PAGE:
It’s an excellent addition to any New York City brunch order.

By Melanie Lieberman
December 28, 2016

After a long day sightseeing around New York City—admiring the famous department store window displays or photographing the Rockefeller Center Christmas Tree—nothing refreshes the holiday spirit (or warms the hands) quite like a craft cocktail.

As part of a new series, Travel + Leisure is highlighting the very best cocktails to cozy up with on cold New York City days. And where to get them. Our next stop is the St. Regis New York in Midtown, home to one of the world’s most revered hotel bars: the King Cole. Timeless and classic, with oak-paneled walls and a Maxfield Parrish mural of Old King Cole, this is the birthplace of the Bloody Mary.

St. Regis’s signature drink (and the essential accompaniment to a hearty brunch) appears in different iterations at every hotel, like the Aloha Mary at the St. Regis Princeville in Hawaii, which boasts Kauai guava wood smoked sea salt. Here, in New York City, it’s known fondly as the Red Snapper.

The King Cole’s bartender, Bill Dante, told Travel + Leisure that January 1 is National Bloody Mary Day. And in 2017, almost perfectly timed to the so-called holiday, the lounge will serve its 1 millionth Red Snapper.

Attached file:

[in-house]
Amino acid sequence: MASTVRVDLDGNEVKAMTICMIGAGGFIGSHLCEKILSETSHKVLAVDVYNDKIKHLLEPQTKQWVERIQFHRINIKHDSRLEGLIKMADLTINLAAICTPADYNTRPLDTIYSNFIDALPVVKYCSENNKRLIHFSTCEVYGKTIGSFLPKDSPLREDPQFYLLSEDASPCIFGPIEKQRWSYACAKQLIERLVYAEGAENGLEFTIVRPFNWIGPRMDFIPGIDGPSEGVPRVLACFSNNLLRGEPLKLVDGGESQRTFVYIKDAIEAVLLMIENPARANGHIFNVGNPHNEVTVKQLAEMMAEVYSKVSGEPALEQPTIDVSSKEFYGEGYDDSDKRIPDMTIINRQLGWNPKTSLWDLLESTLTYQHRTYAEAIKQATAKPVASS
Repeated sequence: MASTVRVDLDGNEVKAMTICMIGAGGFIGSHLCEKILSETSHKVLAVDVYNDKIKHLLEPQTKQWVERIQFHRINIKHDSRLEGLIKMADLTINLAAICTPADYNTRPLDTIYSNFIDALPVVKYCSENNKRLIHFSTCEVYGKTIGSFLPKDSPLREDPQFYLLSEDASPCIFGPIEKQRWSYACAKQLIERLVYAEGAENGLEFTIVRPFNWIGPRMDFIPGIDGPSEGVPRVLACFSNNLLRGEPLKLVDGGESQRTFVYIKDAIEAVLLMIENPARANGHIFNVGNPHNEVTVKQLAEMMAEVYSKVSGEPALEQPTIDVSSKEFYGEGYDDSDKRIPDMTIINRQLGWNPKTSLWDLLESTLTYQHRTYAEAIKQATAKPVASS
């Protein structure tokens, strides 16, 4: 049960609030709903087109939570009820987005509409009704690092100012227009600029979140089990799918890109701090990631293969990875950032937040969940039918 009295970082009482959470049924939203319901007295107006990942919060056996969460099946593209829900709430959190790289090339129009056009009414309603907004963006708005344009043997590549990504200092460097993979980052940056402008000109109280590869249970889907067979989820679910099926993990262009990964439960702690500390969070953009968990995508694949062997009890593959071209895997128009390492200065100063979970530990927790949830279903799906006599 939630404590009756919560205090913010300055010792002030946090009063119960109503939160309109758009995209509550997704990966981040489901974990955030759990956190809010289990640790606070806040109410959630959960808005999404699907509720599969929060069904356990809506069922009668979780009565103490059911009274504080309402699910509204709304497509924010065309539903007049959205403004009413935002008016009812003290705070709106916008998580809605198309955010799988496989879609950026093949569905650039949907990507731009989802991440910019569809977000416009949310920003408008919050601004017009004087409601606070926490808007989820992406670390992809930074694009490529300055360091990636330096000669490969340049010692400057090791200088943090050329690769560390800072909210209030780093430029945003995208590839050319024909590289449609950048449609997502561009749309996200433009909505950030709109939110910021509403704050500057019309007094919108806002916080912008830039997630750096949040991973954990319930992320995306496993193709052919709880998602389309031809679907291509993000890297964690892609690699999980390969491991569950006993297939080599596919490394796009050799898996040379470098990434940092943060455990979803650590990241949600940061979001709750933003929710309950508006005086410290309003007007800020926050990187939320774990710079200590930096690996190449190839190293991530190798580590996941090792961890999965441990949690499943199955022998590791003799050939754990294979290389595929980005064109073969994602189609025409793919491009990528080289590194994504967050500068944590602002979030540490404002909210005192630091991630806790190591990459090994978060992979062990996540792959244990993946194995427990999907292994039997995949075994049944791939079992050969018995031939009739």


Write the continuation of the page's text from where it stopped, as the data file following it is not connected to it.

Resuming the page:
French bartender Fernand Petiot is thought to have crafted the first Bloody Mary in Paris—but he officially brought it to the St. Regis in 1934.

“We serve several hundred of these every weekend,” Dante said. “It’s much loved, and people come here from all over the world to have this drink in this bar.”

When Dante crafts a Red Snapper, he starts with two ounces of vodka, a pinch of black and white pepper, respectively, and two pinches of celery salt.

Next, a pinch of cayenne—“A very small pinch of cayenne,” Dante warned. “Very important. Don’t overdo the cayenne because the drink will come out much too hot.”—and about half an ounce of lemon juice.

Date recommends finishing the cocktail with a good amount of Worcestershire sauce, because you want to judge its completion by the color (though three dashes is a safe bet). Toss everything together into a glass and add a wedge of lemon.

“The original Bloody Mary was not served with celery sticks,” said Dante, “or olives, or any of that business.” A simple, straightforward slice of lemon is all you need. Try it with Sunday brunch at the hotel’s Astor Court restaurant.

Red Snapper Bloody Mary Recipe

2 ounces vodka

2 ounces tomato juice

.5 ounces lemon juice

2 pinches celery salt

1 pinch white pepper

1 pinch black pepper

1 small pinch cayenne pepper

3 dashes Worcestershire sauce

Lemon wedge, to garnish